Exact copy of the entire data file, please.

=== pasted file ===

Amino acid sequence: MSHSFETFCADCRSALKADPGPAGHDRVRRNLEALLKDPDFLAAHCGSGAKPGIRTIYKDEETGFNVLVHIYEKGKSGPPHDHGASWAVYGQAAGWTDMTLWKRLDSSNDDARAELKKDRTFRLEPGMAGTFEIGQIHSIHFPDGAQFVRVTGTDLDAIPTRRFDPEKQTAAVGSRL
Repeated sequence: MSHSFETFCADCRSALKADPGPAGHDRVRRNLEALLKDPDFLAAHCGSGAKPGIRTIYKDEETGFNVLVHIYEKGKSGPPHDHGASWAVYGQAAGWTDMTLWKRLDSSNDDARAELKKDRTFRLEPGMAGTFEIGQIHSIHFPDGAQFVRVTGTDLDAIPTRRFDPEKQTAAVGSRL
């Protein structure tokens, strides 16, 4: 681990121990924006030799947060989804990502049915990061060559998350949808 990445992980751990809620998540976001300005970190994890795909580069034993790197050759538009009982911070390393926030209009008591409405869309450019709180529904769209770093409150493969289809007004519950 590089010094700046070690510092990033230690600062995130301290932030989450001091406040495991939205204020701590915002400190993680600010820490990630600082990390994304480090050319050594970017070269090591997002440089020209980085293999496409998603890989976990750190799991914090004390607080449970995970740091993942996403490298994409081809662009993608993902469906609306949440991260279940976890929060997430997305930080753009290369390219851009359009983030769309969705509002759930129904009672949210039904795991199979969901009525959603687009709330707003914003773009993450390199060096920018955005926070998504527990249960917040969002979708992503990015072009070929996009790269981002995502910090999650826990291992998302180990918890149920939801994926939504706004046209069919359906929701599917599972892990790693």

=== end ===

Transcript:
Amino acid sequence: MSHSFETFCADCRSALKADPGPAGHDRVRRNLEALLKDPDFLAAHCGSGAKPGIRTIYKDEETGFNVLVHIYEKGKSGPPHDHGASWAVYGQAAGWTDMTLWKRLDSSNDDARAELKKDRTFRLEPGMAGTFEIGQIHSIHFPDGAQFVRVTGTDLDAIPTRRFDPEKQTAAVGSRL
Repeated sequence: MSHSFETFCADCRSALKADPGPAGHDRVRRNLEALLKDPDFLAAHCGSGAKPGIRTIYKDEETGFNVLVHIYEKGKSGPPHDHGASWAVYGQAAGWTDMTLWKRLDSSNDDARAELKKDRTFRLEPGMAGTFEIGQIHSIHFPDGAQFVRVTGTDLDAIPTRRFDPEKQTAAVGSRL
């Protein structure tokens, strides 16, 4: 681990121990924006030799947060989804990502049915990061060559998350949808 990445992980751990809620998540976001300005970190994890795909580069034993790197050759538009009982911070390393926030209009008591409405869309450019709180529904769209770093409150493969289809007004519950 590089010094700046070690510092990033230690600062995130301290932030989450001091406040495991939205204020701590915002400190993680600010820490990630600082990390994304480090050319050594970017070269090591997002440089020209980085293999496409998603890989976990750190799991914090004390607080449970995970740091993942996403490298994409081809662009993608993902469906609306949440991260279940976890929060997430997305930080753009290369390219851009359009983030769309969705509002759930129904009672949210039904795991199979969901009525959603687009709330707003914003773009993450390199060096920018955005926070998504527990249960917040969002979708992503990015072009070929996009790269981002995502910090999650826990291992998302180990918890149920939801994926939504706004046209069919359906929701599917599972892990790693």